“It seriously interferes in China's internal affairs, seriously harms China's sovereignty and security interests, sends out gravely wrong signals to Taiwan independence forces and severely undermines China-US relations and peace and stability across the Taiwan Strait. China firmly opposes it,” Zhao said.

Zhao urged the U.S. to “stop arms sales to and military ties with the Taiwan region, cancel its arms sales plans to avoid further harming China-US relations and cross-strait peace and stability,” warning that “China will make a legitimate and necessary reaction in the light of the development of the situation.” 

Zhao also sought to cast doubt on Taiwan’s position that it has no interest in engaging in an arms race with mainland China.

“If they truly don't want to engage in an arms race, then they should match their words with actions, instead of saying one thing and doing the opposite,” he said. 

DEMS BLAST OPEN SKIES WITHDRAWAL: With so much happening, it’d be easy to forget that Trump’s withdrawal from the Open Skies Treaty, which he announced in May, is just less than a month away from becoming official.

On Thursday, House Foreign Affairs Committee Chairman Eliot EngelEliot Lance EngelDemocrats call on Blinken to set new sexual misconduct policies at State Department Lawmakers on hot mic joke 'aisle hog' Engel absent from Biden address: 'He'd wait all day' Bowman to deliver progressive response to Biden's speech to Congress MORE (D-N.Y.) and Rep. Bill KeatingWilliam (Bill) Richard KeatingHillicon Valley: Tech companies duke it out at Senate hearing | Seven House Republicans vow to reject donations from Big Tech House passes legislation to elevate cybersecurity at the State Department Overnight Defense: Trump, Biden set to meet in final debate | Explicit Fort Bragg tweets were sent by account administrator | China threatens retaliation over Taiwan arms sale MORE (D-Mass.) put out a statement warning of the “fast approaching” official withdrawal.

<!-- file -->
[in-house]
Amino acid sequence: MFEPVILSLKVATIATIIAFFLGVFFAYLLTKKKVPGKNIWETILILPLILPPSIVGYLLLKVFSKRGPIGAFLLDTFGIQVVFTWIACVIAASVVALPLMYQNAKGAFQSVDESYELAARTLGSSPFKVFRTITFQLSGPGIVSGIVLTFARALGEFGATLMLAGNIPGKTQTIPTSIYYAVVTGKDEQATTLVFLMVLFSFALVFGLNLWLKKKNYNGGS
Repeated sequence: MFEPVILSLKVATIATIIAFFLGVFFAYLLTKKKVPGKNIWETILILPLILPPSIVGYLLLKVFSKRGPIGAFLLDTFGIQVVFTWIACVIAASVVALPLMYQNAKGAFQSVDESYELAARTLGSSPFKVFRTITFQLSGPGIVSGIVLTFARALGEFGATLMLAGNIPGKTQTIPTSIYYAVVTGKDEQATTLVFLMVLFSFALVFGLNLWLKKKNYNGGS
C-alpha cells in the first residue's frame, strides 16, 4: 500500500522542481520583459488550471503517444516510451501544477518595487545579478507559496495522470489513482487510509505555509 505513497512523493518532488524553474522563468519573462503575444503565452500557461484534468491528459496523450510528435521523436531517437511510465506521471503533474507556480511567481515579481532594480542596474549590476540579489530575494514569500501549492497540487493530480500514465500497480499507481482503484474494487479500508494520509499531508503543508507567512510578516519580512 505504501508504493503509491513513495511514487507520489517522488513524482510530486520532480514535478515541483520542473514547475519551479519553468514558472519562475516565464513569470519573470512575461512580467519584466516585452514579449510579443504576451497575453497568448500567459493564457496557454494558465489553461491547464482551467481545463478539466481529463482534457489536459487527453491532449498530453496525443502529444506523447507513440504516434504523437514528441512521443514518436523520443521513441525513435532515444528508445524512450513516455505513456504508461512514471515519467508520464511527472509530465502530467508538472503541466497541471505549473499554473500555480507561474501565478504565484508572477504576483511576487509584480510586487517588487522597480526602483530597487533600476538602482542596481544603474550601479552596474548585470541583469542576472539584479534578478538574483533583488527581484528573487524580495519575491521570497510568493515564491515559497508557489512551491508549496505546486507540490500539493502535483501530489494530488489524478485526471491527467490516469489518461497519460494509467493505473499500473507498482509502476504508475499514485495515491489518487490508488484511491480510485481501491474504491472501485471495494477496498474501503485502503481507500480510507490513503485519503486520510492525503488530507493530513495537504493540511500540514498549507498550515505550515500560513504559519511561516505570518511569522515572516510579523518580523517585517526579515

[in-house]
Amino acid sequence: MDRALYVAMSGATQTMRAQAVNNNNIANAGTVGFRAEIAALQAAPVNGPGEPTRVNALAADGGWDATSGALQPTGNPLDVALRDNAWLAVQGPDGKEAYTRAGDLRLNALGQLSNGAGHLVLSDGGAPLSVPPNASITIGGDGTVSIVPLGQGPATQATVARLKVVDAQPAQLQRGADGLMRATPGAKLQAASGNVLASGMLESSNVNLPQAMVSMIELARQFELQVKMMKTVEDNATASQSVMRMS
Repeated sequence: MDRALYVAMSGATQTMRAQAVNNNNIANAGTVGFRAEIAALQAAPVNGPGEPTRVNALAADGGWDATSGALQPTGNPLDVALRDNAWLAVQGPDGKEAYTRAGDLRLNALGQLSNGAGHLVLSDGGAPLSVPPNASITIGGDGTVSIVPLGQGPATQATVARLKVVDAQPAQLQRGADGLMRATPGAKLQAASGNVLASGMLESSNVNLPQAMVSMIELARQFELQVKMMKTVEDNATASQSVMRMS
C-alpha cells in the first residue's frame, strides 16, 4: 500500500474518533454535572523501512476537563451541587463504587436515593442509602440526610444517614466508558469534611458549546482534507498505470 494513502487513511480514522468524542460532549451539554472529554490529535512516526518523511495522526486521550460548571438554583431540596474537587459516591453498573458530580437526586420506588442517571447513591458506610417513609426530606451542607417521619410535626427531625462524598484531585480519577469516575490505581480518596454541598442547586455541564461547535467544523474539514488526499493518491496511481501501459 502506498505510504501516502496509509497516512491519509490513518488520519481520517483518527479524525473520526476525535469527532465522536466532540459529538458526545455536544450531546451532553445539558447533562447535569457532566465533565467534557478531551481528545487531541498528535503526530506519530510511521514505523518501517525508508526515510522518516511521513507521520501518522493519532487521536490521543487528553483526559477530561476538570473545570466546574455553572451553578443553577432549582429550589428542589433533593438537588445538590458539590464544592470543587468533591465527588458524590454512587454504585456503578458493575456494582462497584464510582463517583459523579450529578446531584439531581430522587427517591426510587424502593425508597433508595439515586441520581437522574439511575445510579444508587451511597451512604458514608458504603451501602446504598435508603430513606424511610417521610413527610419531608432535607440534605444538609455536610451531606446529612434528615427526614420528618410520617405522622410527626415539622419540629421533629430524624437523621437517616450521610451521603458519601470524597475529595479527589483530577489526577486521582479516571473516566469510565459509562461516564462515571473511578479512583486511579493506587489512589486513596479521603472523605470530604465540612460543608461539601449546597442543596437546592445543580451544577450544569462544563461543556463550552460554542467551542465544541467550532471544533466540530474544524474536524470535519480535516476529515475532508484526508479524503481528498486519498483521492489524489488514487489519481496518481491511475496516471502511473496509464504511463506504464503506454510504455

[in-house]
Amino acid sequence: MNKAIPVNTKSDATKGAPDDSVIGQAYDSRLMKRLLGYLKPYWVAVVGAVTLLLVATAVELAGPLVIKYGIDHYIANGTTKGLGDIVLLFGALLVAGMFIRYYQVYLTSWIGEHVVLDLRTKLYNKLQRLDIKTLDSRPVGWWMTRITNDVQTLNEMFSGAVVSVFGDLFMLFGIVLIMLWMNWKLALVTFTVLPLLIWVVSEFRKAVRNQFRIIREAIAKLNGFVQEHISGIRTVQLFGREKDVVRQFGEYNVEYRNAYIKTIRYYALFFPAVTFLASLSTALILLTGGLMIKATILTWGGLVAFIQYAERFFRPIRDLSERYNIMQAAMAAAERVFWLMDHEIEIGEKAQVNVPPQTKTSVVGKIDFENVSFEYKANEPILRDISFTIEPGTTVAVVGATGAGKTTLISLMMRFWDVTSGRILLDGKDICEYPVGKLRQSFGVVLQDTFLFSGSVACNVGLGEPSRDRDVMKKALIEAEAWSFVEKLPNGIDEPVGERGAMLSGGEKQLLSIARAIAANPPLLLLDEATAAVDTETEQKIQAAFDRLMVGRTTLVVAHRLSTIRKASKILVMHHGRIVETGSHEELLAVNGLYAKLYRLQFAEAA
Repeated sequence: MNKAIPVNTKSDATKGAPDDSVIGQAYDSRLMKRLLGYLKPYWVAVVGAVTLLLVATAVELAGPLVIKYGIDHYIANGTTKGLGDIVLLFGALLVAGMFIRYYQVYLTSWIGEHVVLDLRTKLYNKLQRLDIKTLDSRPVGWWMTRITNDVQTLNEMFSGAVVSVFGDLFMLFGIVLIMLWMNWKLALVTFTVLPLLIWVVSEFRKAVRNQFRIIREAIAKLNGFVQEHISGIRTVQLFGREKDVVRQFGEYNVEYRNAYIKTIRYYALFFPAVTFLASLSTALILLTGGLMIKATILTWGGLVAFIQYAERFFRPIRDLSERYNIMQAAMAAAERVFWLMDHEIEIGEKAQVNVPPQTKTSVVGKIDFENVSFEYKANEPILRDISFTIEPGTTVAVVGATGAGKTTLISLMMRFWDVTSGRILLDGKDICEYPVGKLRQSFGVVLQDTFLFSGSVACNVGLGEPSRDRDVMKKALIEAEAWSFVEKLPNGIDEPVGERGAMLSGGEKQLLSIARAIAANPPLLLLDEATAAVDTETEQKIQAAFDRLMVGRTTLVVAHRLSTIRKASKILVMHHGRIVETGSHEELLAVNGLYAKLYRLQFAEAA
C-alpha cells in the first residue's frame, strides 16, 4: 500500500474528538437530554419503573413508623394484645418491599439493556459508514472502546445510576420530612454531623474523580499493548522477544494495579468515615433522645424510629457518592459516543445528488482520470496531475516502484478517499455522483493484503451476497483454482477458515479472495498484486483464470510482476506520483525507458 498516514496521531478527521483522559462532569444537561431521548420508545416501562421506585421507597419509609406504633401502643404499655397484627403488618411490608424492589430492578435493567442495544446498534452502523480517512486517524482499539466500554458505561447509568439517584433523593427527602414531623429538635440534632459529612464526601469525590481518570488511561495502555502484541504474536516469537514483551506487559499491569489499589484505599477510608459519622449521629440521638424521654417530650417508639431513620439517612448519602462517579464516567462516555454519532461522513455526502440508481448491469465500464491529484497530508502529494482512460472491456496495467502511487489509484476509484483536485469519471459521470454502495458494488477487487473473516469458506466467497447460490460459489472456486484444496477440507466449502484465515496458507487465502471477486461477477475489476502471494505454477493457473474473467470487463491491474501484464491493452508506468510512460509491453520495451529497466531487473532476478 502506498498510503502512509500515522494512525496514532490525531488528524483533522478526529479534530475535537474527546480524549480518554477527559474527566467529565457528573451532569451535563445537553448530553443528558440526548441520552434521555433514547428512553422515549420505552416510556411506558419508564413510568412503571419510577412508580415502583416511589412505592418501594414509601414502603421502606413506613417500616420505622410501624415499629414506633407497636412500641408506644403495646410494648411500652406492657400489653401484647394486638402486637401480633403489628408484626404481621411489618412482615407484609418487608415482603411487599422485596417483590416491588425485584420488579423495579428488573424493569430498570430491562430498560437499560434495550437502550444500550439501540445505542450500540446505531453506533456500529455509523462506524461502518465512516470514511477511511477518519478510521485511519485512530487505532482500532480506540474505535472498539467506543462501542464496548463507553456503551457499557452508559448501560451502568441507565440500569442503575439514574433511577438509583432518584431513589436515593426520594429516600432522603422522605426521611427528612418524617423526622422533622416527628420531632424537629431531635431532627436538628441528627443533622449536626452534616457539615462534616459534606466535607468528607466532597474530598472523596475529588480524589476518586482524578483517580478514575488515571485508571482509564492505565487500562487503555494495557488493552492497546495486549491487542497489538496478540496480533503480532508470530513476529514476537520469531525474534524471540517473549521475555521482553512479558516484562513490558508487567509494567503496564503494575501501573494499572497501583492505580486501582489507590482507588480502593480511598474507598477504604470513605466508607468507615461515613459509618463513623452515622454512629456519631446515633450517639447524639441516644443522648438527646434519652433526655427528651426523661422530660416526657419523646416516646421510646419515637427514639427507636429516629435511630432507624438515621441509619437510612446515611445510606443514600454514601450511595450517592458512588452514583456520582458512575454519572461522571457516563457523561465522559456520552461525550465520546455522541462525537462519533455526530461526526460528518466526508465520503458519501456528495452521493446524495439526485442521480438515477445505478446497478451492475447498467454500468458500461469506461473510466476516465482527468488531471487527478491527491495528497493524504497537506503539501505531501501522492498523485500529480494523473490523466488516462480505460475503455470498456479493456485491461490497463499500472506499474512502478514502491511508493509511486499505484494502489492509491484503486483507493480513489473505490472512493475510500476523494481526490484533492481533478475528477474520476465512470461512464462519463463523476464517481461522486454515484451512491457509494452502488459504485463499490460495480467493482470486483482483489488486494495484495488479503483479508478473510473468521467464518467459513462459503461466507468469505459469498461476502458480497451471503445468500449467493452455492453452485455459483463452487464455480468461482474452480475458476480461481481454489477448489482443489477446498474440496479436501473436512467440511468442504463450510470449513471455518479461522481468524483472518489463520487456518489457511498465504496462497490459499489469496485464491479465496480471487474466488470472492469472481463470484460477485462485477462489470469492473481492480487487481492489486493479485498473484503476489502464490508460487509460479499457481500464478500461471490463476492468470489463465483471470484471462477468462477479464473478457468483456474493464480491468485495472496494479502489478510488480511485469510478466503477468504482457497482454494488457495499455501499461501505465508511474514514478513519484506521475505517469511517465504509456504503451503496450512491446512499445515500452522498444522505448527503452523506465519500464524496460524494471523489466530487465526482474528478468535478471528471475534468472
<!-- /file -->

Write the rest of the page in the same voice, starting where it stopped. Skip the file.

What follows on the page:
They also continued to blast Trump for not submitting the notification to Congress that last year’s annual defense policy bill required.

“At every step of the way, this president has ignored the advice of diplomats, defense experts, and our allies and partners while his notification of U.S. withdrawal from the treaty flagrantly broke the law that he himself signed,” they said. “If the administration is insistent on making this reckless decision, it should submit its official notice to Congress and wait the requisite 120 days before withdrawing from the treaty. The American people, and our allies and partners, deserve at least as much.”

ON TAP FOR TOMORROW

Rep. Anthony BrownAnthony Gregory BrownDemocrats seek staffer salary boost to compete with K Street Bottom line House panel to take up 2002 war authorization repeal in 'coming weeks' MORE (D-Md.) and Bell CEO Mitch Snyder will speak at an online Brookings Institution event on “The defense industrial base and the future of warfare” at 10 a.m. https://brook.gs/34jqZ20

Will Roper, assistant secretary of the Air Force for acquisition, technology and logistics, will speak at the closing ceremonies of the virtual Air Force Rapid Sustainment Office Advanced Manufacturing Olympics at 1:40 p.m. https://bit.ly/3ohnwZA

Lt. Gen. B. Chance Saltzman, deputy chief of space operations for operations, cyber and nuclear, will speak at an online event hosted by the Space Force Associations at 2 p.m. https://bit.ly/3e1nK2B